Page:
The roadmap to a carbon neutral hospital: part 2.


Jon Nuttall, Associate Director

Putting a plan in to action.

In part 1, we introduced our 6-step Roadmap to a Net Zero Carbon hospital. These stages align with our broad approach to achieving Net Zero look at early design, carried through to construction and operation.

By simplifying the process, and making each stage accessible and easy to understand, we can develop low-energy facilities that are ready for the future of healthcare.

In this instalment, we will take a closer look at our approach, and the importance of each step.

Step 1: set clear targets and benchmarks.

No two hospitals behave the same and should, in turn, be treated as individuals. We believe that, to start, every building’s energy requirements need to be accurately measured.

To achieve accurate benchmarks and bridge the Performance Gap, we must have full building energy modelling, credible whole life cycle analysis and reliable data.

To make this possible, we are collating annual energy use from existing NHS hospital buildings. We are also having early dialogue with the hospital trusts, local city councils, energy providers and other stakeholders to clearly define the targets that achieve realistic and tangible savings in terms of energy and carbon footprint.

Step 2: optimise and reduce.

The next step is the careful analysis of the environmental and climate context of the site. This can reveal where the greatest potential for harnessing the benefits of passive design is.

At early concept stages, we determine climate-sensitive design drivers by studying the weather data, site microclimate, solar orientation and wind direction. Through this early analysis, we can make well-informed, data-based decisions at very early concept design stage.

Step 3: lower climate impact.

To progress into the third stage, a Net Zero Carbon hospital design must track both operational carbon and embodied carbon. After establishing a clear carbon benchmark and an optimised building form, the next step is to design the most efficient energy systems and minimise the operational demand and the embodied impact of the structure. The structural design should be challenged and options for lower embodied impact should be sought; use of materials with a lower carbon impact such as timber, low carbon concrete etc.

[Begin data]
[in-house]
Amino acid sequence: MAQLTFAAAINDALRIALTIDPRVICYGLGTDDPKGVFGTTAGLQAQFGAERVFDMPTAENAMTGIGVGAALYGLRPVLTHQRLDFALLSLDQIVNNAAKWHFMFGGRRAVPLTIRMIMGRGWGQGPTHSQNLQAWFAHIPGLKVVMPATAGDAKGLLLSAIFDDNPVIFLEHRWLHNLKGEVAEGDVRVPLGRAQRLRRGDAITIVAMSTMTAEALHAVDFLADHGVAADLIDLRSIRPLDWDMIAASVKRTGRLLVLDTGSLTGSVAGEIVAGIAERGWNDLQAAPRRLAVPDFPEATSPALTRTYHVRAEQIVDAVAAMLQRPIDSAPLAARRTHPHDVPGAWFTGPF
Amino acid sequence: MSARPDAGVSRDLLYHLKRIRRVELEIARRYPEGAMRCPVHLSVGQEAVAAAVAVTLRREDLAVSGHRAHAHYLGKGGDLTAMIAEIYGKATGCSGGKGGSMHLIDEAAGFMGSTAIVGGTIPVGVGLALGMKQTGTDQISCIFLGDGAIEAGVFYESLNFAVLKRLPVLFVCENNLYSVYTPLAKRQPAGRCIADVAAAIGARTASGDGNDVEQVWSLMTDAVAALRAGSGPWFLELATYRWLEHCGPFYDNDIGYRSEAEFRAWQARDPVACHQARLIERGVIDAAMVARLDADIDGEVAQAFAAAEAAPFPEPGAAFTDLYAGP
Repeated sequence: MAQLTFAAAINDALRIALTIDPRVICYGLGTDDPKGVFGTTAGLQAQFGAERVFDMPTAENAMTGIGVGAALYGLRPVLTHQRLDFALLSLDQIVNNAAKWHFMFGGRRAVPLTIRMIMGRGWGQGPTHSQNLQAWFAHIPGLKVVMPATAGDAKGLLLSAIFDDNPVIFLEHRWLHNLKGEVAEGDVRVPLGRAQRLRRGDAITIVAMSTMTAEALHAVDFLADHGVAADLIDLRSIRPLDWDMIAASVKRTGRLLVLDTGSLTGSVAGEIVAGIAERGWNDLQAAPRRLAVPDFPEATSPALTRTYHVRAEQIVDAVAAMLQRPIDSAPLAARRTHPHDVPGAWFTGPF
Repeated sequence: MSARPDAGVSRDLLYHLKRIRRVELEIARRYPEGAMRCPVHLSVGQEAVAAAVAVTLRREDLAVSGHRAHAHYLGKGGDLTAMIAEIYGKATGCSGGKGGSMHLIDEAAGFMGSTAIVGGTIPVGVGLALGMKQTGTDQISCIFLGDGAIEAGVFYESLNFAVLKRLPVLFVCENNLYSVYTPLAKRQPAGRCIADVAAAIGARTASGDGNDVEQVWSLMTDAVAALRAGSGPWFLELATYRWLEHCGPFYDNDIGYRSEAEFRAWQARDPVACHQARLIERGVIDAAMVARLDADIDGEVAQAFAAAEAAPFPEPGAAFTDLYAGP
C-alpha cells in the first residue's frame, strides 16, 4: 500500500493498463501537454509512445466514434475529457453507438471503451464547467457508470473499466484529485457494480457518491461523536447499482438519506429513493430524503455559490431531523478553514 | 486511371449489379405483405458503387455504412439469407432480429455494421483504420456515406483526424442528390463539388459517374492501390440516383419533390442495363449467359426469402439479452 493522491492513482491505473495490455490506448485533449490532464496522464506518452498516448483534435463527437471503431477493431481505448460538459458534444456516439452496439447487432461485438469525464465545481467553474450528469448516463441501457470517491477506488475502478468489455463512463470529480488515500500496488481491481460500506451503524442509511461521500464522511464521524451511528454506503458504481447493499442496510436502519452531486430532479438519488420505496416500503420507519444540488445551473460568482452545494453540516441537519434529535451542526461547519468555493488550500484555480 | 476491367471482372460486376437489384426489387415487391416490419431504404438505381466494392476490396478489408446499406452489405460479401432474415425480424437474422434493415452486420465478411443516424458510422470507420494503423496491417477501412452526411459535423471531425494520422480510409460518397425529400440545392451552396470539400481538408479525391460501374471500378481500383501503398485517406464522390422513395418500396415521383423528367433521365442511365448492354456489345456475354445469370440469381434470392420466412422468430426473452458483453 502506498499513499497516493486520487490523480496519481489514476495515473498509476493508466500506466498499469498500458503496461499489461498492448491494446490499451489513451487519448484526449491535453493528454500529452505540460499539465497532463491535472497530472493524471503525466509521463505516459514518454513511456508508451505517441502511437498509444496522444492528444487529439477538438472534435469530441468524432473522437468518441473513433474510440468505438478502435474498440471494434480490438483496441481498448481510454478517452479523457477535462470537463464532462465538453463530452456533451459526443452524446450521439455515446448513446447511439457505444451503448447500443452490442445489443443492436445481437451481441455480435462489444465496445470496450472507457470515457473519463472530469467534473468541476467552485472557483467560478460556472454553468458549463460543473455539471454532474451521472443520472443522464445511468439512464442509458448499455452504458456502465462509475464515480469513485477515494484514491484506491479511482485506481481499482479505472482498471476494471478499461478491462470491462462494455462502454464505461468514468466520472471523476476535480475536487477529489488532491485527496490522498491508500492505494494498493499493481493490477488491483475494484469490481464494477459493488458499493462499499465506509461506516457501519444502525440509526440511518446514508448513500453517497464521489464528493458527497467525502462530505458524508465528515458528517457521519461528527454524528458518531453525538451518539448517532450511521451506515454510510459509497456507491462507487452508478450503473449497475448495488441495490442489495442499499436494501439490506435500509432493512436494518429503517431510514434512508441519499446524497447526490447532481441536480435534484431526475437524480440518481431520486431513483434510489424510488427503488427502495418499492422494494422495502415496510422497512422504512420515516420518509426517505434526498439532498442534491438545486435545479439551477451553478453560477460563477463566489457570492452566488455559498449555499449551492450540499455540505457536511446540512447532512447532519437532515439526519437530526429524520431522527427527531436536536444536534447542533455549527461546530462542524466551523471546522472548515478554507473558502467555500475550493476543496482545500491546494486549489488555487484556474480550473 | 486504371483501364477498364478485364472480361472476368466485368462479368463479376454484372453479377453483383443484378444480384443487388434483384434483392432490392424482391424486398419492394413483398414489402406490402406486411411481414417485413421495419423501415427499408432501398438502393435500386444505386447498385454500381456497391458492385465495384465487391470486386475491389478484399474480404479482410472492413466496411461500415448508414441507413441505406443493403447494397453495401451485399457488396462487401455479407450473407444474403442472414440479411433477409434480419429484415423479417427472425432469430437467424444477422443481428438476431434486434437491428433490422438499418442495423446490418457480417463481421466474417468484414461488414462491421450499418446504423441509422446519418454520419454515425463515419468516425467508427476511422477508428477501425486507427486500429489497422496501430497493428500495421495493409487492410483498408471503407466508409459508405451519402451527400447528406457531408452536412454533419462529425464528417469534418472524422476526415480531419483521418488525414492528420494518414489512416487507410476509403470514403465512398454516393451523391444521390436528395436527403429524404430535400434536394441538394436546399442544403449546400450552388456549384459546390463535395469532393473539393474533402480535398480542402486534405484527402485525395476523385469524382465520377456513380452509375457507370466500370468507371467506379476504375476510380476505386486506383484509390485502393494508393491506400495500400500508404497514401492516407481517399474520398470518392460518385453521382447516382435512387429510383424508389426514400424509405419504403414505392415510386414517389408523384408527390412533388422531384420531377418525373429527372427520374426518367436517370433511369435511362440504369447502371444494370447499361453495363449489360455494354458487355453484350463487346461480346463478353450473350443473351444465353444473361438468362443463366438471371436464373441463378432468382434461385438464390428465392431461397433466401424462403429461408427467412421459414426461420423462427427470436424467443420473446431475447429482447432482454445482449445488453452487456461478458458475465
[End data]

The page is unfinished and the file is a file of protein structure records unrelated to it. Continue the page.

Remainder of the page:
Early architectural design analysis can then be integrated into detailed engineering energy models, and be used to accurately measure performance, budget and whole life cycle assessments over time.

Step 4: reuse and generate.

Once the preferred design has been developed, we must consider aspects that promote the principles of circular economy through reusing, recycling and regeneration.

There are a variety of opportunities for hospitals, including the integration of renewable onsite energy, ground and air source heat pumps, SUDS, blue and green roofs, and rainwater harvesting.

DfMA and MMC strategies can also have significant benefits. They enable an end-of-life reuse/ recycling potential that can mitigate an initial higher embodied carbon footprint.

Step 5: measure and offset.

At this stage a whole life cycle carbon analysis should be carried out using the RICS standard method of calculation. The design intent must also aim to utilise less material finishes without compromising the quality of internal spaces.

Sustainable materials must be sourced from supply chains that have committed to transparent environmental product declarations and operate a business that mirrors the NHS’s Net Zero 2050 and RIBA 2030 targets. Following this, any residual carbon from the whole life analysis can then be offset through a certified carbon fund.

Step 6: monitor and improve.

Operators are often given a building with little training or insight as to how it was designed and how the systems work. Management teams should be included in discussions around energy targets, design and servicing strategies, allowing them to learn and understand about the systems and their seasonal variance.

This allows us to identify where energy consumption can be reduced and inform the development of NHS Estates across the UK for a Net Zero Carbon future.